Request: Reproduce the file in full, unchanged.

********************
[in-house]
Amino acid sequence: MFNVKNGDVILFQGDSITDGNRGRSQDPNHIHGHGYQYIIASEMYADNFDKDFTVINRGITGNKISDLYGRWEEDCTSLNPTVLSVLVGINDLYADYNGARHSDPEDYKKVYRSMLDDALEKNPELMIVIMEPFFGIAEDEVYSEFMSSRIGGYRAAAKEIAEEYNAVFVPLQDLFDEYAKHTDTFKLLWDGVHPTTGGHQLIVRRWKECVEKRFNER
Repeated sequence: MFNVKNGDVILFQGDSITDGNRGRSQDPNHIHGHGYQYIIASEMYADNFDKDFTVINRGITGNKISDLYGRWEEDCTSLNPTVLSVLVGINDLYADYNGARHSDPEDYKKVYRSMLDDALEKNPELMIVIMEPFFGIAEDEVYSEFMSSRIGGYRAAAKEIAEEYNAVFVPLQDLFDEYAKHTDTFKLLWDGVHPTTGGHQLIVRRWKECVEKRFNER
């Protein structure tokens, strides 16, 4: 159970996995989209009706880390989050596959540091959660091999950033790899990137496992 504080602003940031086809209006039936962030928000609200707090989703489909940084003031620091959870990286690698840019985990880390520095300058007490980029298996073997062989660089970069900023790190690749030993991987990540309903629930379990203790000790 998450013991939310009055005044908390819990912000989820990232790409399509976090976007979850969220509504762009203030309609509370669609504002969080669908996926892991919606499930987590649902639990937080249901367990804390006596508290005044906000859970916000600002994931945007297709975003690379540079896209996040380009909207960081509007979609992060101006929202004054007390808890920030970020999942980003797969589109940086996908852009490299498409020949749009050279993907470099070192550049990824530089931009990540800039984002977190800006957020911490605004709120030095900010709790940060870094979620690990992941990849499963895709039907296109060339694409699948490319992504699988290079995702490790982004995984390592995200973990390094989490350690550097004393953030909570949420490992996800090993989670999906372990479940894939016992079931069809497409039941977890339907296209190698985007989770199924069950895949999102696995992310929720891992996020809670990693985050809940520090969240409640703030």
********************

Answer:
[in-house]
Amino acid sequence: MFNVKNGDVILFQGDSITDGNRGRSQDPNHIHGHGYQYIIASEMYADNFDKDFTVINRGITGNKISDLYGRWEEDCTSLNPTVLSVLVGINDLYADYNGARHSDPEDYKKVYRSMLDDALEKNPELMIVIMEPFFGIAEDEVYSEFMSSRIGGYRAAAKEIAEEYNAVFVPLQDLFDEYAKHTDTFKLLWDGVHPTTGGHQLIVRRWKECVEKRFNER
Repeated sequence: MFNVKNGDVILFQGDSITDGNRGRSQDPNHIHGHGYQYIIASEMYADNFDKDFTVINRGITGNKISDLYGRWEEDCTSLNPTVLSVLVGINDLYADYNGARHSDPEDYKKVYRSMLDDALEKNPELMIVIMEPFFGIAEDEVYSEFMSSRIGGYRAAAKEIAEEYNAVFVPLQDLFDEYAKHTDTFKLLWDGVHPTTGGHQLIVRRWKECVEKRFNER
């Protein structure tokens, strides 16, 4: 159970996995989209009706880390989050596959540091959660091999950033790899990137496992 504080602003940031086809209006039936962030928000609200707090989703489909940084003031620091959870990286690698840019985990880390520095300058007490980029298996073997062989660089970069900023790190690749030993991987990540309903629930379990203790000790 998450013991939310009055005044908390819990912000989820990232790409399509976090976007979850969220509504762009203030309609509370669609504002969080669908996926892991919606499930987590649902639990937080249901367990804390006596508290005044906000859970916000600002994931945007297709975003690379540079896209996040380009909207960081509007979609992060101006929202004054007390808890920030970020999942980003797969589109940086996908852009490299498409020949749009050279993907470099070192550049990824530089931009990540800039984002977190800006957020911490605004709120030095900010709790940060870094979620690990992941990849499963895709039907296109060339694409699948490319992504699988290079995702490790982004995984390592995200973990390094989490350690550097004393953030909570949420490992996800090993989670999906372990479940894939016992079931069809497409039941977890339907296209190698985007989770199924069950895949999102696995992310929720891992996020809670990693985050809940520090969240409640703030």